The assimilation of eco-morality into the idiom of theology and liturgy is not confined to Catholicism. In the USA, the National Religious Partnership for the Environment unites the US Catholic Conference, the National Council of Churches, the Coalition on Environment and Jewish Life and the Evangelical Environmental Network in a crusade to save the earth. Through an implicit reinterpretation of classical dogma, the sanctity of nature and all creation displaces the traditional focus on the sanctity of human beings. The Eco-Kosher network celebrates food that is ‘ecologically benign’ and ‘promotes values that appeal to a wide variety of people, including Muslims, Seventh Day Adventists, vegetarians, and health conscious individuals’. There are many attempts to rebrand Judaism as an environmentalist religion. ‘You cannot be a conscious Jew without being conscious of the environment’ argues Jonathan Helfand, a professor in the Jewish Studies Department at City University of New York (6).
In 2006, the Church of England launched an eco-crusade entitled ‘Shrinking the Footprint’. The Archbishop of Canterbury complained that ‘early modern religion contributed to the idea that the fate of nature is for it to be bossed around by a detached sovereign will, whether divine or human’. It seems possible that those misguided early modern religionists received that idea from the Book of Genesis, where God gives Man dominion ‘over all the earth, and over every creeping thing that creepeth upon the earth’. Now the head of the Anglican church protests about nature being ‘bossed around’ not only by Man, but by God. This year, the Church of England launched a booklet of green tips for the faithful entitled How Many Christians Does it Take to Change a Lightbulb? Its eco-commandments include: share cars on the road to church, use virtuous low-energy lightbulbs but cast out junk mail, and do not flush the loo at night.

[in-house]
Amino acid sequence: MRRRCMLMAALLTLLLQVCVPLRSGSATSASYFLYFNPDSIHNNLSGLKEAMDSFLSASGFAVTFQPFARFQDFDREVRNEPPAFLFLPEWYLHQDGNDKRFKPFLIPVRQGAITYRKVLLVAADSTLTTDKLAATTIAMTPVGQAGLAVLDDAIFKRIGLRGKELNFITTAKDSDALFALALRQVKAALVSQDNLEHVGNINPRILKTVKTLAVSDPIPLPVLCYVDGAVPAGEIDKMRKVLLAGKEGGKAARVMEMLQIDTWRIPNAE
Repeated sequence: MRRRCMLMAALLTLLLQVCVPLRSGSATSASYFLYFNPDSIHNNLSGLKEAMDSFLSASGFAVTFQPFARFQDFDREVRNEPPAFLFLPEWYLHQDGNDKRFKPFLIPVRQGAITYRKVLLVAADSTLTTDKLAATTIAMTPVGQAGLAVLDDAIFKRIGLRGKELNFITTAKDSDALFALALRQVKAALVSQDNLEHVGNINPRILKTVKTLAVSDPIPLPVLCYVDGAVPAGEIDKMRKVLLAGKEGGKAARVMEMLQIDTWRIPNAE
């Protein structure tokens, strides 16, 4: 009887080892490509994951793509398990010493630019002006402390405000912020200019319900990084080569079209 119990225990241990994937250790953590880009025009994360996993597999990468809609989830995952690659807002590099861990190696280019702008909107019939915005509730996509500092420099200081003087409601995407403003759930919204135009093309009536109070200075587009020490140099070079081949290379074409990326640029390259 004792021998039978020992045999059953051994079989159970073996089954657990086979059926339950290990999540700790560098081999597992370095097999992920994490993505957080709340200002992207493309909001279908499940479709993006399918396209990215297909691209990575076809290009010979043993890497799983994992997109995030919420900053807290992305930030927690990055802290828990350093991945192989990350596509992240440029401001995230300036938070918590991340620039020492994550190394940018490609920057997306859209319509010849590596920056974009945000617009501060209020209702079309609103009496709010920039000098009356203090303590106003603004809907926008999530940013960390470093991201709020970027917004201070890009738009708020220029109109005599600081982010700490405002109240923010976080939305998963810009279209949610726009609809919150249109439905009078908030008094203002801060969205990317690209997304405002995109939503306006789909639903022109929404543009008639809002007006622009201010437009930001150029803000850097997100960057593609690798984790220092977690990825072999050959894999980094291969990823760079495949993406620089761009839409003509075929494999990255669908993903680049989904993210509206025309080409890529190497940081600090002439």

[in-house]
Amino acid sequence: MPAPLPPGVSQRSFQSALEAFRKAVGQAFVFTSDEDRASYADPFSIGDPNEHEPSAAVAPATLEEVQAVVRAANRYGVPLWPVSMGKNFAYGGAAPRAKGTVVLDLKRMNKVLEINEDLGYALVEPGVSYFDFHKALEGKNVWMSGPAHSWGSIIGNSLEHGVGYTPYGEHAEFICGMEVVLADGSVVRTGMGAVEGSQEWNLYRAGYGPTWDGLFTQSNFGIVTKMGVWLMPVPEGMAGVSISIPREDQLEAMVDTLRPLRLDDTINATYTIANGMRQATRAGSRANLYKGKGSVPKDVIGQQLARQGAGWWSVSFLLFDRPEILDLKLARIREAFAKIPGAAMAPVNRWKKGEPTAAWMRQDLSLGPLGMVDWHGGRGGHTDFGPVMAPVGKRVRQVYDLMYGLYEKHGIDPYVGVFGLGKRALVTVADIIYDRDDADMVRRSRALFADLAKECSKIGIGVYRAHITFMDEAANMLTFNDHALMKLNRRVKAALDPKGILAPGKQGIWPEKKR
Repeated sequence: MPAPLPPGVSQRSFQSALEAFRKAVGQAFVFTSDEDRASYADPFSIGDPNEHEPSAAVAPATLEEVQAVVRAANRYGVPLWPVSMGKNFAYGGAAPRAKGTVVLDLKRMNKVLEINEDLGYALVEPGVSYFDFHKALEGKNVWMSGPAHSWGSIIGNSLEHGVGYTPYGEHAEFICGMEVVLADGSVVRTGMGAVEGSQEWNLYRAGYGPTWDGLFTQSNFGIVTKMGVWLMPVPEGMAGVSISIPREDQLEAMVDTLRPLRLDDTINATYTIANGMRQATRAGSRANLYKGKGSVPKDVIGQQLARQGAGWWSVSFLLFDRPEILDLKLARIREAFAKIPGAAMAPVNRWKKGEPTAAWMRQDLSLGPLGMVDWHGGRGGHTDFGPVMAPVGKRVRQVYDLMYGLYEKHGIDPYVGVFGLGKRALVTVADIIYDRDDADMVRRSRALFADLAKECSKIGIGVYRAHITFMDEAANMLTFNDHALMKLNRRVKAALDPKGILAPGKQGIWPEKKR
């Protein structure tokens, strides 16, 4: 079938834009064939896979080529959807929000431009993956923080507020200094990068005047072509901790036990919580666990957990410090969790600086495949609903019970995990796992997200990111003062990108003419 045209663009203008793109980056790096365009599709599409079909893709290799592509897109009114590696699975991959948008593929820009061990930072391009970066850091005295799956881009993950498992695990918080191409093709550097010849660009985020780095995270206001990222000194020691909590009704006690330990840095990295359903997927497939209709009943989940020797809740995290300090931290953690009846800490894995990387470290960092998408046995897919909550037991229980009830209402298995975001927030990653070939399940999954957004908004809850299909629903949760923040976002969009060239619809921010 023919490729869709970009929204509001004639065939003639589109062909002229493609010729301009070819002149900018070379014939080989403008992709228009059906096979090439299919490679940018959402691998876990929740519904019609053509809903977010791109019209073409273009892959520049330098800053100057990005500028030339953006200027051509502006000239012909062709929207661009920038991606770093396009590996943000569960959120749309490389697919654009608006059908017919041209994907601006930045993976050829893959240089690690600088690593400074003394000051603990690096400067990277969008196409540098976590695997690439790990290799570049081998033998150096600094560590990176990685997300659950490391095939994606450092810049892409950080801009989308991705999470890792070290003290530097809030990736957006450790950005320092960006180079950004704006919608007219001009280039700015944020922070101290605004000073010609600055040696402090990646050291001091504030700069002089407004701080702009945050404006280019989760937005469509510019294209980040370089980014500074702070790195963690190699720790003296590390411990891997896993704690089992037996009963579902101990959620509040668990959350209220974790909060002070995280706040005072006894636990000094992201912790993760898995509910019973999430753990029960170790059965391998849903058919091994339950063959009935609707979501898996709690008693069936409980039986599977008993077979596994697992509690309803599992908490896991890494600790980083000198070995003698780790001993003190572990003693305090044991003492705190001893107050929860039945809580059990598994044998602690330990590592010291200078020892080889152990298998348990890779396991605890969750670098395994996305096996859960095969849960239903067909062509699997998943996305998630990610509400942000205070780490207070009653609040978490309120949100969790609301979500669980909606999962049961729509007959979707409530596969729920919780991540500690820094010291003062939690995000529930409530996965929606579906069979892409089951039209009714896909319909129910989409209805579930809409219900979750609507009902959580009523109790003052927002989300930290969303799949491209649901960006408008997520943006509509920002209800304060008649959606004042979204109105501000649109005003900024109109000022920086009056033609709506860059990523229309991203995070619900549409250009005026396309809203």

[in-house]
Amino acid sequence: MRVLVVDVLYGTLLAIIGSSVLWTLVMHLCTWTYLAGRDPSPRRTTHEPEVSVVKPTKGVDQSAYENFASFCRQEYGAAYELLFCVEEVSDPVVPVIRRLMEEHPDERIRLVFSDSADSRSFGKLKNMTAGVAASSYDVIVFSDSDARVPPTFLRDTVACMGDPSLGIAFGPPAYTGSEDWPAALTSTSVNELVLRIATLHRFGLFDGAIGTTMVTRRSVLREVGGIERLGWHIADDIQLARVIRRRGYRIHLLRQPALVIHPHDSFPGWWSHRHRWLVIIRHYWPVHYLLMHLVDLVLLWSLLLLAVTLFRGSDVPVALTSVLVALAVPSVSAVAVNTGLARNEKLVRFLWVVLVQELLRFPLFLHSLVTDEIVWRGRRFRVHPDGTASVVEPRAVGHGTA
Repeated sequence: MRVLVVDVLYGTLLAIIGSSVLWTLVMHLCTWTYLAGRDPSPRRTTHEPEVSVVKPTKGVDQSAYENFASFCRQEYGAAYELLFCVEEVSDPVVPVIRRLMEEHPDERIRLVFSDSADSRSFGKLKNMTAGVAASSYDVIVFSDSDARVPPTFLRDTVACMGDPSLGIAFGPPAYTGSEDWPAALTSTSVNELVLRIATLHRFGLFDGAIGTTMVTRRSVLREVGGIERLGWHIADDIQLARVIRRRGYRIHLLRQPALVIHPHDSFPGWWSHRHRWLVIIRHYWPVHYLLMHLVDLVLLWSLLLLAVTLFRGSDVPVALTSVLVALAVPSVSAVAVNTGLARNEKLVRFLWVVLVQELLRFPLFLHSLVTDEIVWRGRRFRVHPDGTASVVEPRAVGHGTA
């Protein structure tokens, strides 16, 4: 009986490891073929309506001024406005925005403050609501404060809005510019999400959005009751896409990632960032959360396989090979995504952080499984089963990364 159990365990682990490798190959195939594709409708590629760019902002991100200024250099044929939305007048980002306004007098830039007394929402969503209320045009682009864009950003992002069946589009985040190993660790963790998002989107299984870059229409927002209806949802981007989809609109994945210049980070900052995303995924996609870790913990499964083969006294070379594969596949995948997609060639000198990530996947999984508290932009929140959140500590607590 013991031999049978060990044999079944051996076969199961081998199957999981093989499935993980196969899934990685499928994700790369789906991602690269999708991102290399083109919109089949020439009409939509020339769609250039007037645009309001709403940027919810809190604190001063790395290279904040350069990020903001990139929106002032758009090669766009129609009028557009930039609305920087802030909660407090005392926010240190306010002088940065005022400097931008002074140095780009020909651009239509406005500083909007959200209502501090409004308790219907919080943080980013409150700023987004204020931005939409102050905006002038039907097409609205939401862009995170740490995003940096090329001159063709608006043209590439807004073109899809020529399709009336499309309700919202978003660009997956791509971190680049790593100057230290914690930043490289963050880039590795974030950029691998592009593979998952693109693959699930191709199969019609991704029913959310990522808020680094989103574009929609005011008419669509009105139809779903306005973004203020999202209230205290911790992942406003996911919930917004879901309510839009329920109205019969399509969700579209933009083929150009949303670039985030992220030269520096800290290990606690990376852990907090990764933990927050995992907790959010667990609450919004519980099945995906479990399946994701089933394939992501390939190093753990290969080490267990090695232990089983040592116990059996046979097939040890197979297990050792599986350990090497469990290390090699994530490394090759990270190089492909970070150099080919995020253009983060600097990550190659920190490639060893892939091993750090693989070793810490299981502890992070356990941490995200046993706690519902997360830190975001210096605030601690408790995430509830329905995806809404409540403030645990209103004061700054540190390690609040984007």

Eco-Congregation Scotland has produced a ‘Church Check-Up’ to see whether a local church’s environmental practices are up to scratch. Its check-up is designed to help churches ‘identify and affirm their existing environmental ministry’. It asks questions like ‘How regularly during the year are environmental concerns included in worship?’, ‘In your Church’s prayer do you “Say sorry for the harm done to the environment”?’, ‘Does your Church sing hymns or songs that celebrate the wonder of creation and express the calling to care for the environment?’ The aim of the ‘check-up’ is to encourage churches to embrace environmental concerns as the focus for worship.